The Chicago Recovery Alliance has reported that by equipping 3,500 individuals with naloxone, 319 overdose reversals were achieved which were associated with a 20% decrease in overdoses the first year, and 10% decreases in the following two years. In a study of a program in Massachusetts, bystander naloxone administration was successful 98% of the time. Naloxone distribution was found to be successful in reducing overdose related deathseven when adjusted for demographics, utilization of addiction treatment or doctor shopping. In a 2014 review of the literature, naloxone was administered 1949 times, with success rates ranging from 83 to 100%. The most common adverse events secondary to administration with vomiting or other symptoms of withdrawal, though some did report that a few of the naloxone providers subsequently faced problems with local law enforcement of EMTs regarding their possession of the drug. One study mentioned in the review demonstrated an increase in knowledge of overdose risk factors, signs and symptoms, response procedures and naloxone administration following a training course on the topic. A different study showed that 78% of participants retained that information for at least 3 months after such a course. Other studies also demonstrated that after naloxone training classes, participants were more likely to call 911, perform sternal rubs and CPR, and less likely to attempt other rescue attempts (such as cooling the patient, walking the patient, or injecting the patient with salt).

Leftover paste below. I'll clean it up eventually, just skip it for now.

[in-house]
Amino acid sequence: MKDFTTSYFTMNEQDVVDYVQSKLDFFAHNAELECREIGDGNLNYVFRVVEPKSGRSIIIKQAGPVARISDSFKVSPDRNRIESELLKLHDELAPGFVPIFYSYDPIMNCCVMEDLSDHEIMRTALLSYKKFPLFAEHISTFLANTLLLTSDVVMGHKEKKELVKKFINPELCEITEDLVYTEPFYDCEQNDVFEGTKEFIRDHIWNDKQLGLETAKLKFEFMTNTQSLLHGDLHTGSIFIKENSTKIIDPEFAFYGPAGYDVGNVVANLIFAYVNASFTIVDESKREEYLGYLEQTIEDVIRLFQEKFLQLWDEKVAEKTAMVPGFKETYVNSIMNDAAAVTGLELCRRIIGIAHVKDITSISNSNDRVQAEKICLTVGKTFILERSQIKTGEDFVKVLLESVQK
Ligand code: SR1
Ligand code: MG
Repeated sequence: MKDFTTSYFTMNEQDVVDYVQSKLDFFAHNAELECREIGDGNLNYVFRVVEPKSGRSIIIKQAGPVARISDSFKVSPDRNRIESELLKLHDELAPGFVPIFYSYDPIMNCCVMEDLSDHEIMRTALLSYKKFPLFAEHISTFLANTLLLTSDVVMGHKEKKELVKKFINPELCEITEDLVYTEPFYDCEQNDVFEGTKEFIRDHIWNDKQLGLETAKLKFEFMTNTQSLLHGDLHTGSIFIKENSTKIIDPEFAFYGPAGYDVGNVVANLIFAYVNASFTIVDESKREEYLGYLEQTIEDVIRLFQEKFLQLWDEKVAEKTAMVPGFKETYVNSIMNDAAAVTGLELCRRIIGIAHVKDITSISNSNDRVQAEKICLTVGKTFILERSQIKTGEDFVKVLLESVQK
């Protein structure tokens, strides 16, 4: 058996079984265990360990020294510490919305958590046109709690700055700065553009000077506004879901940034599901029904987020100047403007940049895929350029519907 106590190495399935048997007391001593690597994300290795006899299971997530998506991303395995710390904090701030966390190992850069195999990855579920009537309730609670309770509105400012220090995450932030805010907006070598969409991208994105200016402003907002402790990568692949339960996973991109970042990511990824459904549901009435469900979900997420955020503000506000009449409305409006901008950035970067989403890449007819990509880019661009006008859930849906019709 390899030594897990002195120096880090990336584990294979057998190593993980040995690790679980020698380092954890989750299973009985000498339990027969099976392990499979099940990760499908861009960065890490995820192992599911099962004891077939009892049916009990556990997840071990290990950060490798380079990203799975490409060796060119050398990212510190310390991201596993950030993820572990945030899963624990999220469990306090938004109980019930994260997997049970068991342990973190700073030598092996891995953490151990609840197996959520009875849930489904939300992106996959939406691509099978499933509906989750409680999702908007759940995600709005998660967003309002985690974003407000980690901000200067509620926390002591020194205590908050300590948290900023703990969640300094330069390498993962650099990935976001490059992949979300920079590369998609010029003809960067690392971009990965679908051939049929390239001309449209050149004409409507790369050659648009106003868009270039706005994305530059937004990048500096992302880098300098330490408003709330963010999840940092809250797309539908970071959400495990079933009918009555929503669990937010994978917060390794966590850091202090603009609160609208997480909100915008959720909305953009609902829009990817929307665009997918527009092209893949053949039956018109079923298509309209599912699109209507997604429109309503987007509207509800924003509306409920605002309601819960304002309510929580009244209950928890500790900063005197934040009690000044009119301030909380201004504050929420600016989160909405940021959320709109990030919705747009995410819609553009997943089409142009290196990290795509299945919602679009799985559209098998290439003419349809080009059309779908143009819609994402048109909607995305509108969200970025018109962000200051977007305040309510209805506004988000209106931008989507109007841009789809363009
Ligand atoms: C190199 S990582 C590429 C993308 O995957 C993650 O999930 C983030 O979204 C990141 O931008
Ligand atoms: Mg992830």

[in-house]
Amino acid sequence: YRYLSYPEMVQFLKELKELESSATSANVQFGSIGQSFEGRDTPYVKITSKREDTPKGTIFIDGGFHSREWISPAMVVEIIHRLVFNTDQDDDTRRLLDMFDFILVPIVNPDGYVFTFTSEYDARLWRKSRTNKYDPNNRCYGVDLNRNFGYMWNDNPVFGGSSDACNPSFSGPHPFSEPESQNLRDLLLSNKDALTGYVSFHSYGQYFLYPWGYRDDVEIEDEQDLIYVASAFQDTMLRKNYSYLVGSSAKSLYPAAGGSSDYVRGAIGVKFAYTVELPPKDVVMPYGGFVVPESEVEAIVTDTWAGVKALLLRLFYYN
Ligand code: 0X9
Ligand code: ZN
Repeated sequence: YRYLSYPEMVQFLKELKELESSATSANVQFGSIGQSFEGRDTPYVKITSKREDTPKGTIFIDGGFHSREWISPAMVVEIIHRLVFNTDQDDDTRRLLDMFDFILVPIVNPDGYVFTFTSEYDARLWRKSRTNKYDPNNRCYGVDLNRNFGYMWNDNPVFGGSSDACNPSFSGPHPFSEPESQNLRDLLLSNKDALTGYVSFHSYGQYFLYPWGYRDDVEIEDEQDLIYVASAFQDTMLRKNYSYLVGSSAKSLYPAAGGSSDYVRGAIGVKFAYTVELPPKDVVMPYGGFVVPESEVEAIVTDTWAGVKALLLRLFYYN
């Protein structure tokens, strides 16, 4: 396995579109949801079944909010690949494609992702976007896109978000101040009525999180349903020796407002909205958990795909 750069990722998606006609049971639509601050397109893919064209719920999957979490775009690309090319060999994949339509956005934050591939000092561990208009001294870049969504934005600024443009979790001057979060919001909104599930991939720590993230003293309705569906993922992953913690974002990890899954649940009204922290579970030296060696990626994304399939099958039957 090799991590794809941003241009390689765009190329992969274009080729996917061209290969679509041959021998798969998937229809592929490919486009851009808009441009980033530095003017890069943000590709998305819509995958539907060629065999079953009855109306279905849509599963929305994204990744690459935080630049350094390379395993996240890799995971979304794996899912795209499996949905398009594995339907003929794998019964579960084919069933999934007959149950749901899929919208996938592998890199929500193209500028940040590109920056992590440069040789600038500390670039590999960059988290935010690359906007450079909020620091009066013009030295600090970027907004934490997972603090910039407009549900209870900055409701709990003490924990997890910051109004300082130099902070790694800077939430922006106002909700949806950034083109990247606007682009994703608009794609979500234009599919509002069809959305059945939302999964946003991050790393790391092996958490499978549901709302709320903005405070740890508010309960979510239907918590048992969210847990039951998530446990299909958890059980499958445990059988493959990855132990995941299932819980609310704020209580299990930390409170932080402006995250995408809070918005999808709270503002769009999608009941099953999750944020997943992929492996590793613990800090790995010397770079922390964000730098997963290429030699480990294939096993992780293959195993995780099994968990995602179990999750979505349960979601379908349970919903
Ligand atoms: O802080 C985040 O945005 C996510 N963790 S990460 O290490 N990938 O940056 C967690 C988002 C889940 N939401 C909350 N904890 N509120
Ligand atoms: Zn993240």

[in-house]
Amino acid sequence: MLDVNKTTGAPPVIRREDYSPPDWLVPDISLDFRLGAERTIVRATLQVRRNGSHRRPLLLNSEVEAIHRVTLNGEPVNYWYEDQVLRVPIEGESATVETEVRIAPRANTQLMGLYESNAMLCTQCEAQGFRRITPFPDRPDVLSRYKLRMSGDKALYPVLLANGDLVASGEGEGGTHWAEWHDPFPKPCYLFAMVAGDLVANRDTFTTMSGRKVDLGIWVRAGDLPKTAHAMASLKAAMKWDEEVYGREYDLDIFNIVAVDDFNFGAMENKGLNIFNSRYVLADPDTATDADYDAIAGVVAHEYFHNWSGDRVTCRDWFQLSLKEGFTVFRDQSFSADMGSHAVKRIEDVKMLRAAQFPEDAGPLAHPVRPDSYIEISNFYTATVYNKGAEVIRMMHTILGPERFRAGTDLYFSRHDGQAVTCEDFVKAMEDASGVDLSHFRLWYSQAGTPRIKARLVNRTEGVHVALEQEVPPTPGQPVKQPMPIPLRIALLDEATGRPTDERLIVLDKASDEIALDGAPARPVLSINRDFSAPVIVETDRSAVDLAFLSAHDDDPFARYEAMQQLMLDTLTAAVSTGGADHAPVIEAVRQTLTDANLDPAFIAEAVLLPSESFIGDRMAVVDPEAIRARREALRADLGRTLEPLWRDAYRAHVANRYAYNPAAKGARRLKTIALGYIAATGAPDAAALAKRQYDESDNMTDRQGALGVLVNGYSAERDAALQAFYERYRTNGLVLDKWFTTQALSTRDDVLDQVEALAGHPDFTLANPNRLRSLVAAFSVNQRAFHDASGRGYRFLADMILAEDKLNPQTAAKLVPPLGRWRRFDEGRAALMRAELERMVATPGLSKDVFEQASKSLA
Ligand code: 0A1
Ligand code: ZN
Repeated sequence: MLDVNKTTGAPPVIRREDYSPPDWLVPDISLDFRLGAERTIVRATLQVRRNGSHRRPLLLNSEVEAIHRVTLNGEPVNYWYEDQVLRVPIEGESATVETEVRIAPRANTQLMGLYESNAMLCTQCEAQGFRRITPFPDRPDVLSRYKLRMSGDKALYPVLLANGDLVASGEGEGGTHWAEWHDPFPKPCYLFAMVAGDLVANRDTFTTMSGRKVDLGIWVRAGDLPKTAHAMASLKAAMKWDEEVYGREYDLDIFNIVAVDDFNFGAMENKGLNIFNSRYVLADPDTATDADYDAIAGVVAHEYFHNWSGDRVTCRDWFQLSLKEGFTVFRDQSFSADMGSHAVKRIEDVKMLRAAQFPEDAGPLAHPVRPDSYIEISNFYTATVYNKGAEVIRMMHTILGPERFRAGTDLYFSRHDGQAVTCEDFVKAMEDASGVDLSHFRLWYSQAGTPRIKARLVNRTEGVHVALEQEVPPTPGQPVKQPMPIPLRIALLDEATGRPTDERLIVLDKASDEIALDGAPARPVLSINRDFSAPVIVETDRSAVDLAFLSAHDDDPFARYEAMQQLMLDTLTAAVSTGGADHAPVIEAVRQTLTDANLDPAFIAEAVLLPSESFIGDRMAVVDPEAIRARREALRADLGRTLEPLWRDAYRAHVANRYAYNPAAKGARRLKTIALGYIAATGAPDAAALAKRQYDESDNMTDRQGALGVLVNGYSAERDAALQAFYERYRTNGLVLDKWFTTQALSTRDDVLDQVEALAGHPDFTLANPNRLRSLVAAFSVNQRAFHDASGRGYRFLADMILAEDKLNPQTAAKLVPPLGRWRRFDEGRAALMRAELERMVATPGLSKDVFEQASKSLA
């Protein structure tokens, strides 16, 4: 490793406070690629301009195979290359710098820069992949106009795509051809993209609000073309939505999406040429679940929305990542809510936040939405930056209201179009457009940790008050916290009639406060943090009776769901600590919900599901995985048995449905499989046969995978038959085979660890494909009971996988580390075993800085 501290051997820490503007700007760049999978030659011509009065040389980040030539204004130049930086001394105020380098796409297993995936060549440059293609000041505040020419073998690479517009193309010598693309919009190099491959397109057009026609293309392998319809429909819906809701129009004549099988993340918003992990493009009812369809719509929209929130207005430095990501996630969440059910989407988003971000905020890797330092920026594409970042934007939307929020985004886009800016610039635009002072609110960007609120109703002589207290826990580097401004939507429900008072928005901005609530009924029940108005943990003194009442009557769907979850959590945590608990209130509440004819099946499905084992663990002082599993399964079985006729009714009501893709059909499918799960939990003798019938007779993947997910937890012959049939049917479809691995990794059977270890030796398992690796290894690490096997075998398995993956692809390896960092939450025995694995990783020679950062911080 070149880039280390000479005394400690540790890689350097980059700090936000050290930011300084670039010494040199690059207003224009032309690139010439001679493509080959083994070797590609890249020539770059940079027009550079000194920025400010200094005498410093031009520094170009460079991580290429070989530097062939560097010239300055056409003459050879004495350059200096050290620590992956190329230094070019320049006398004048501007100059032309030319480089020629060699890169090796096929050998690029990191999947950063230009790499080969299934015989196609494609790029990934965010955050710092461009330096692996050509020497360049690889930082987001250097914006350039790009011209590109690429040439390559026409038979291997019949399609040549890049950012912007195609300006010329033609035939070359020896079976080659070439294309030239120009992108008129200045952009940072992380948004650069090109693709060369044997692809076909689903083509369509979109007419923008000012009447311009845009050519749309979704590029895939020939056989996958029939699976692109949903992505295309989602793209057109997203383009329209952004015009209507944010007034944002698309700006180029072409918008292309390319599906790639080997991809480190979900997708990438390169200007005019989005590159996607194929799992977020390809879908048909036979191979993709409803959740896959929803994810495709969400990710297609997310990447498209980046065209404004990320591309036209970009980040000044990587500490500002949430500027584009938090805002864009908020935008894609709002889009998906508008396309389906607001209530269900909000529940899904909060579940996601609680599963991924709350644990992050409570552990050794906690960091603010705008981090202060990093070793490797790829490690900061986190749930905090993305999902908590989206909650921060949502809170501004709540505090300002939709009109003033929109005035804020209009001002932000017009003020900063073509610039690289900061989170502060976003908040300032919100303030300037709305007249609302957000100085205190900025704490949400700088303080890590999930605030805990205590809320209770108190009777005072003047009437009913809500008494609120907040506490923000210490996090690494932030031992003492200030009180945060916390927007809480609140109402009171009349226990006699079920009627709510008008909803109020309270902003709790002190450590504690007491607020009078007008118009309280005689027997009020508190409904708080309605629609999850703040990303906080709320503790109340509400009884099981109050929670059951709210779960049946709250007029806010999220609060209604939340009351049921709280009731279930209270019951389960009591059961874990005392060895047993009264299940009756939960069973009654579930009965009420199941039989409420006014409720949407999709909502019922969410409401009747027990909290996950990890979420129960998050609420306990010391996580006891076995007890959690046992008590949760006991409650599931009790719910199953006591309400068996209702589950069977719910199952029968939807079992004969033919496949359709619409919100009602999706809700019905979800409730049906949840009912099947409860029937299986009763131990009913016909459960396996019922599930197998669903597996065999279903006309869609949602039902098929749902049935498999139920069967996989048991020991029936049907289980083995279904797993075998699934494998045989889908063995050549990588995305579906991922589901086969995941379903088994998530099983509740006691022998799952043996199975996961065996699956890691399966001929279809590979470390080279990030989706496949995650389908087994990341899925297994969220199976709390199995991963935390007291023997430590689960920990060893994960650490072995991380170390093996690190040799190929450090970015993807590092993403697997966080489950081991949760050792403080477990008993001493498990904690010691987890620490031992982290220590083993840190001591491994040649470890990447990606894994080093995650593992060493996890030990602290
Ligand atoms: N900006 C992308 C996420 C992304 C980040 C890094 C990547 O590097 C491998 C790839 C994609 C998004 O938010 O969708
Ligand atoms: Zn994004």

While naloxone distribution may not curb the use and abuse of heroin and prescription opioids, hopefully lives are being saved through the efforts of community based programs and law enforcement agencies. Unfortunately, many are facing difficulty attaining the drug as prescription prices have recently soared (in some areas increasing by over 50%) in the face of the increasing demand. In the mean time, steps must also be taken to find a solution to the nations pain and addiction epidemics as well.
Report written by Vidya Eswaran, MD